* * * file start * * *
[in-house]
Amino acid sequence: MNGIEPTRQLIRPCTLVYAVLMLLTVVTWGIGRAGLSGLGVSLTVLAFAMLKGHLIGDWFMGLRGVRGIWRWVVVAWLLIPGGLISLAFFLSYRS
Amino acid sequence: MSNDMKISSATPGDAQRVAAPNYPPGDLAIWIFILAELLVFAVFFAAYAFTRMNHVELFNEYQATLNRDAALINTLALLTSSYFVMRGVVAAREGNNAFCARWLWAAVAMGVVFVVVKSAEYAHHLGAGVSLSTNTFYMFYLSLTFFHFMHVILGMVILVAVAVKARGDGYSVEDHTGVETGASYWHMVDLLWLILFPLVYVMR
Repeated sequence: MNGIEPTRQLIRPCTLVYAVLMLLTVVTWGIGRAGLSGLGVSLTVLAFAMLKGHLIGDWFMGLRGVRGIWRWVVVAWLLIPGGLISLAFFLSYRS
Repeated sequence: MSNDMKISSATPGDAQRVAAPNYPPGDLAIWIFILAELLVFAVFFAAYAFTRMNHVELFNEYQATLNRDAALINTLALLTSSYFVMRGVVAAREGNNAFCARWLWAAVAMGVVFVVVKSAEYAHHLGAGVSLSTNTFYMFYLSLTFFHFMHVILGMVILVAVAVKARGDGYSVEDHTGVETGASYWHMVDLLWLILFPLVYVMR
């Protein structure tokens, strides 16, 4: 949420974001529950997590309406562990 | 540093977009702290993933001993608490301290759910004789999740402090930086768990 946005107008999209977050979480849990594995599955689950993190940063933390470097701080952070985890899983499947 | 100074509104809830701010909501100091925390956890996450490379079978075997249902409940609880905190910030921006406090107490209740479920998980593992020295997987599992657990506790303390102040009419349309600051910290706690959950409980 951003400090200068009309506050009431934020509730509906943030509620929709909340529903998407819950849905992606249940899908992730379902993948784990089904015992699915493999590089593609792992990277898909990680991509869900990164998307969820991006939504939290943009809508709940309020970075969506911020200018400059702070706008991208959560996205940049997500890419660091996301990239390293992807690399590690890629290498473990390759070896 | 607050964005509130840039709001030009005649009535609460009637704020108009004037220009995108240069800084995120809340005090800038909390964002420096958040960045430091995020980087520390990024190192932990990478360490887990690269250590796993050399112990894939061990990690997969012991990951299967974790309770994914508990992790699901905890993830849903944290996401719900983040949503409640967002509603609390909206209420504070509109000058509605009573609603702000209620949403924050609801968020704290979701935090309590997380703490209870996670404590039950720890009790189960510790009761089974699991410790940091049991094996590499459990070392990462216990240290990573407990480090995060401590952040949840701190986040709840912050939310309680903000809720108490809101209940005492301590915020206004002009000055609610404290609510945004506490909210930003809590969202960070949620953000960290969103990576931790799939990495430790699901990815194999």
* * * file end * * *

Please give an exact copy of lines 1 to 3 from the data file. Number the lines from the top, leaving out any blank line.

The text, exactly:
[in-house]
Amino acid sequence: MNGIEPTRQLIRPCTLVYAVLMLLTVVTWGIGRAGLSGLGVSLTVLAFAMLKGHLIGDWFMGLRGVRGIWRWVVVAWLLIPGGLISLAFFLSYRS
Amino acid sequence: MSNDMKISSATPGDAQRVAAPNYPPGDLAIWIFILAELLVFAVFFAAYAFTRMNHVELFNEYQATLNRDAALINTLALLTSSYFVMRGVVAAREGNNAFCARWLWAAVAMGVVFVVVKSAEYAHHLGAGVSLSTNTFYMFYLSLTFFHFMHVILGMVILVAVAVKARGDGYSVEDHTGVETGASYWHMVDLLWLILFPLVYVMR